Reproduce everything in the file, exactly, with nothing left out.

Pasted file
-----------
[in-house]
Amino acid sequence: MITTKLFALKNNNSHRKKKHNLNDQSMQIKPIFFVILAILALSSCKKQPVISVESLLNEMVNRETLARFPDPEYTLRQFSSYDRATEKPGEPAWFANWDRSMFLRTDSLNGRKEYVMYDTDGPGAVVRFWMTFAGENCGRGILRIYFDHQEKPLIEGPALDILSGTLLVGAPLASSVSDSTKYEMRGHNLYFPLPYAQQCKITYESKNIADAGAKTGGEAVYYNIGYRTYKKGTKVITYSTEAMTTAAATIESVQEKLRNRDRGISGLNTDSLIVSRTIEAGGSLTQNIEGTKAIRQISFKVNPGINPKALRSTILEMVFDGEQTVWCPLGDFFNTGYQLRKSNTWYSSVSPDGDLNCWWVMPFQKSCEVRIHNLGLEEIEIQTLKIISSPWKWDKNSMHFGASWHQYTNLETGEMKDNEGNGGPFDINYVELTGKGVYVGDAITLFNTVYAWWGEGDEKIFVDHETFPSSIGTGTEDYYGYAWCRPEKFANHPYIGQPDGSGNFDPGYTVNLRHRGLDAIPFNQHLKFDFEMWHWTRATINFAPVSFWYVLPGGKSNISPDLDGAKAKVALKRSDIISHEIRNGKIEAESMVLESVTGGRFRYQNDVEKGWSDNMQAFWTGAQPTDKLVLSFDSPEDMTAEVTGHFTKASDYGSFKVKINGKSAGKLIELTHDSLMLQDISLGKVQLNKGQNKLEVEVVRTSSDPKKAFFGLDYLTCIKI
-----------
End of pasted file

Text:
[in-house]
Amino acid sequence: MITTKLFALKNNNSHRKKKHNLNDQSMQIKPIFFVILAILALSSCKKQPVISVESLLNEMVNRETLARFPDPEYTLRQFSSYDRATEKPGEPAWFANWDRSMFLRTDSLNGRKEYVMYDTDGPGAVVRFWMTFAGENCGRGILRIYFDHQEKPLIEGPALDILSGTLLVGAPLASSVSDSTKYEMRGHNLYFPLPYAQQCKITYESKNIADAGAKTGGEAVYYNIGYRTYKKGTKVITYSTEAMTTAAATIESVQEKLRNRDRGISGLNTDSLIVSRTIEAGGSLTQNIEGTKAIRQISFKVNPGINPKALRSTILEMVFDGEQTVWCPLGDFFNTGYQLRKSNTWYSSVSPDGDLNCWWVMPFQKSCEVRIHNLGLEEIEIQTLKIISSPWKWDKNSMHFGASWHQYTNLETGEMKDNEGNGGPFDINYVELTGKGVYVGDAITLFNTVYAWWGEGDEKIFVDHETFPSSIGTGTEDYYGYAWCRPEKFANHPYIGQPDGSGNFDPGYTVNLRHRGLDAIPFNQHLKFDFEMWHWTRATINFAPVSFWYVLPGGKSNISPDLDGAKAKVALKRSDIISHEIRNGKIEAESMVLESVTGGRFRYQNDVEKGWSDNMQAFWTGAQPTDKLVLSFDSPEDMTAEVTGHFTKASDYGSFKVKINGKSAGKLIELTHDSLMLQDISLGKVQLNKGQNKLEVEVVRTSSDPKKAFFGLDYLTCIKI